Senet Board Game
Appearance: The senet board consisted of thirty squares in three rows of ten. The last five squares generally were marked with hieroglyphic symbols. During the Old Kingdom, each of the two players had seven playing pieces. Later on, this number was reduced to five pieces each. In fancier New Kingdom sets, the pieces were sometimes made in the form of kneeling, bound captives. Movement of the playing pieces seems to be determined by tossing knucklebones or sticks with different colored sides, similar to modern games which use dice. The rules of play are not exactly known.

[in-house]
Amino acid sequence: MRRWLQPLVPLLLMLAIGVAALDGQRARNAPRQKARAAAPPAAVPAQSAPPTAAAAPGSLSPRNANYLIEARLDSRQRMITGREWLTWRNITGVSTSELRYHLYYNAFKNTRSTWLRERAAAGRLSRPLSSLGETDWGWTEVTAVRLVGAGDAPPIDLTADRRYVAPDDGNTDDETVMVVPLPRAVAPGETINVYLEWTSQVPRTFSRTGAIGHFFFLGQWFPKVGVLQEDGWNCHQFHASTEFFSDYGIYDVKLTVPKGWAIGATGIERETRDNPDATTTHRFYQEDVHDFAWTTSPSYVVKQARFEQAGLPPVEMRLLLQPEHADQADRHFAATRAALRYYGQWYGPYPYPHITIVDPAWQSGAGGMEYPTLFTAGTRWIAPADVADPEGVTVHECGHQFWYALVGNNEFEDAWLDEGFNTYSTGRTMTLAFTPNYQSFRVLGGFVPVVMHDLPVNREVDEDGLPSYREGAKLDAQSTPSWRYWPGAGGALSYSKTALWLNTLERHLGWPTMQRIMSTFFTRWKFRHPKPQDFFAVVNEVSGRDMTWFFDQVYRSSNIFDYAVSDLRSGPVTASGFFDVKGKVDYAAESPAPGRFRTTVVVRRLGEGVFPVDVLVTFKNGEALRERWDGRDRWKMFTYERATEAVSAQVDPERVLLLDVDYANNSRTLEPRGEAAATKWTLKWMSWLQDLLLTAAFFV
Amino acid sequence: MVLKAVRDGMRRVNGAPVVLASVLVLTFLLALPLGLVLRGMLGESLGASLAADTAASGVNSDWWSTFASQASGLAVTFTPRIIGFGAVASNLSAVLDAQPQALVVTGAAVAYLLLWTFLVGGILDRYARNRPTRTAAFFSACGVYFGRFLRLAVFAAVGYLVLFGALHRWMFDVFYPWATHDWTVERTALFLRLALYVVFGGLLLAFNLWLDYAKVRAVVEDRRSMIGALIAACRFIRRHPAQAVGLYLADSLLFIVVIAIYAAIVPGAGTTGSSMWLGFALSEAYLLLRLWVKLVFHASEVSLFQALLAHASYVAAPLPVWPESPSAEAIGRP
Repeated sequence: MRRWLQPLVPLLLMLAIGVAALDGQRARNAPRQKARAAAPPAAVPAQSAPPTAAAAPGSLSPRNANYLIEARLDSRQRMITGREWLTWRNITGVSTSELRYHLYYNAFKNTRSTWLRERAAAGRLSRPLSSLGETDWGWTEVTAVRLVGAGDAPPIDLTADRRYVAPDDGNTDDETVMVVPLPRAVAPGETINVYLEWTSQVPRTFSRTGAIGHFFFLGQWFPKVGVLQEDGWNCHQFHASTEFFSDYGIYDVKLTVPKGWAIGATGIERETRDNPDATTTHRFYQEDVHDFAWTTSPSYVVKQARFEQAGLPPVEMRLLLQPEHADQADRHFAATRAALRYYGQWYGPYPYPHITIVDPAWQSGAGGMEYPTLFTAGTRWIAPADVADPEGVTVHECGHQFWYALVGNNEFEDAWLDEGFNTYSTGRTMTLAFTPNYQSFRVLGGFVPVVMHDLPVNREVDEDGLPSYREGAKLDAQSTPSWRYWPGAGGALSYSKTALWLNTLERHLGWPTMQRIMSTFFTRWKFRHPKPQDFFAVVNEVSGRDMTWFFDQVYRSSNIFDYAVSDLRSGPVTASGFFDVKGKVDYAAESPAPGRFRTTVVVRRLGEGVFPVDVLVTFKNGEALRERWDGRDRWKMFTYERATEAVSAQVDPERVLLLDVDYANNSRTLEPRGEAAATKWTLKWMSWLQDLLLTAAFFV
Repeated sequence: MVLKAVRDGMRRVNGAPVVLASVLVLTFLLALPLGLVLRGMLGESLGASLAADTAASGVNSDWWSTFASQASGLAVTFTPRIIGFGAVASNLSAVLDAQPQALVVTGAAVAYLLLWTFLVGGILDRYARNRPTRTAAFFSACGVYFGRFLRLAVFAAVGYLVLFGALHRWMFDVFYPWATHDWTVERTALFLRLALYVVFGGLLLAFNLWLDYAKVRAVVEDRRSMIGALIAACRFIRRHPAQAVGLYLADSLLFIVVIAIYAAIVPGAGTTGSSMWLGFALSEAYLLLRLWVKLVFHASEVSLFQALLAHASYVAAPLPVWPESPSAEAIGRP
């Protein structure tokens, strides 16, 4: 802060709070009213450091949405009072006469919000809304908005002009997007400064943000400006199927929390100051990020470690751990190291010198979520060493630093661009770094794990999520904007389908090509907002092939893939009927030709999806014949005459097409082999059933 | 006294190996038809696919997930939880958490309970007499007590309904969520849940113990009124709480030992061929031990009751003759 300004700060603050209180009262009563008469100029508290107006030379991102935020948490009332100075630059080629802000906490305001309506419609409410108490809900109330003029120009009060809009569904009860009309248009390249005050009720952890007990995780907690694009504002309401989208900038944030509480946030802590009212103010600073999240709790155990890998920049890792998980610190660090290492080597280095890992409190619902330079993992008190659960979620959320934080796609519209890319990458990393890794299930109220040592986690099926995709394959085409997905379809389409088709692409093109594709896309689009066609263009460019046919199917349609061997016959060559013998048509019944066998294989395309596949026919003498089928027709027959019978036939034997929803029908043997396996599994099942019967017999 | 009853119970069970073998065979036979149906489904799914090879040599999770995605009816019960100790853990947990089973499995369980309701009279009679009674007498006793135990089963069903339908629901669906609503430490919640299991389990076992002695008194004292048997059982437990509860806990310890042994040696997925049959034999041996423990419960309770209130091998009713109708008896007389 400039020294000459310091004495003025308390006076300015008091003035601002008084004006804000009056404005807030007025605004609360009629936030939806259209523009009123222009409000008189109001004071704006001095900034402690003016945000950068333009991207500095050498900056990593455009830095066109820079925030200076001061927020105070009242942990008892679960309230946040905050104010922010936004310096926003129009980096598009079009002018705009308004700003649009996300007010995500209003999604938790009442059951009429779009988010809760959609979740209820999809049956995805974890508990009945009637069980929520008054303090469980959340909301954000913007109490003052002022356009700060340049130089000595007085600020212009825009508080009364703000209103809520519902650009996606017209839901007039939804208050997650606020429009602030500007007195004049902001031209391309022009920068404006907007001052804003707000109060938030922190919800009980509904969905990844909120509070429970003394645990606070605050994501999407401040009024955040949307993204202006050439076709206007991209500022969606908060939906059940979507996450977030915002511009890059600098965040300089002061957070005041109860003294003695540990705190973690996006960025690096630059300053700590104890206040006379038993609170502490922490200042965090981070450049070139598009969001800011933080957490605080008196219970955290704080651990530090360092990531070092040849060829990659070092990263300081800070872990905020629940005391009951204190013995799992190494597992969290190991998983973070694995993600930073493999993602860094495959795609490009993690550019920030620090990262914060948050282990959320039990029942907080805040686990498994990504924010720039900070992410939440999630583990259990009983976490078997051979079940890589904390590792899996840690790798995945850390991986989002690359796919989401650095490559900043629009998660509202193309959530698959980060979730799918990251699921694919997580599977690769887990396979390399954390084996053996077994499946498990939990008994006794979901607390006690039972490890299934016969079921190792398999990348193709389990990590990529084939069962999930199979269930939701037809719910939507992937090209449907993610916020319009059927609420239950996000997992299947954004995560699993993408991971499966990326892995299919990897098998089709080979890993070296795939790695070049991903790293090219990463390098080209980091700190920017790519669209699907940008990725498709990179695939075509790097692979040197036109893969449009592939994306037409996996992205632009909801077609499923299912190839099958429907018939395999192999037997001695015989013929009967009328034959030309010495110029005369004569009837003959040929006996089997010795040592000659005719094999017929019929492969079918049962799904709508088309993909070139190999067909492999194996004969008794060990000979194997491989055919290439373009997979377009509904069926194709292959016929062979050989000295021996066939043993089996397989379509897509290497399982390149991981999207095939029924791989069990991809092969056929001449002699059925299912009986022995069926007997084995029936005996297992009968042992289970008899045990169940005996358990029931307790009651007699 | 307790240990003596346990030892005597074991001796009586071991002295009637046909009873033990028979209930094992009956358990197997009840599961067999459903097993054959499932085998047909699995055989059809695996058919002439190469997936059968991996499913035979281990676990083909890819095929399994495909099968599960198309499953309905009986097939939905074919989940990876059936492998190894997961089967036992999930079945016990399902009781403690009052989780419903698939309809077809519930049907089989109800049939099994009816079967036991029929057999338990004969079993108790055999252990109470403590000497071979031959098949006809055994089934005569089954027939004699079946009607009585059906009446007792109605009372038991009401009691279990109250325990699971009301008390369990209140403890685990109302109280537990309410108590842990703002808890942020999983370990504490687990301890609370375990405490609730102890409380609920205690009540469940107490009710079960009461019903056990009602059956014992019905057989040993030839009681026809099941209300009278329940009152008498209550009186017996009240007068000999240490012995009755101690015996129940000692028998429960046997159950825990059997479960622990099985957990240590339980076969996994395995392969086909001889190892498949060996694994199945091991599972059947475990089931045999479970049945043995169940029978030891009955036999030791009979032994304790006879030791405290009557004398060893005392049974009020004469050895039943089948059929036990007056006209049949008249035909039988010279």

Meaning: The senet game was connected to the afterlife. Senet boards were often placed in tombs (Tutankhamen was entombed with four, it is assumed that the game was a favorite of his). The game was supposed to be a pasttime for the deceased. However, symbolically the game also was connected with the attainment of the afterlife by the dead. In many tomb paintings and Book of the Dead illustrations, the deceased is shown playing the game with no visible opponent. It may be that in these cases, the person is playing against the powers of the beyond. Winning against these opponents may lead to good fortune in the afterlife.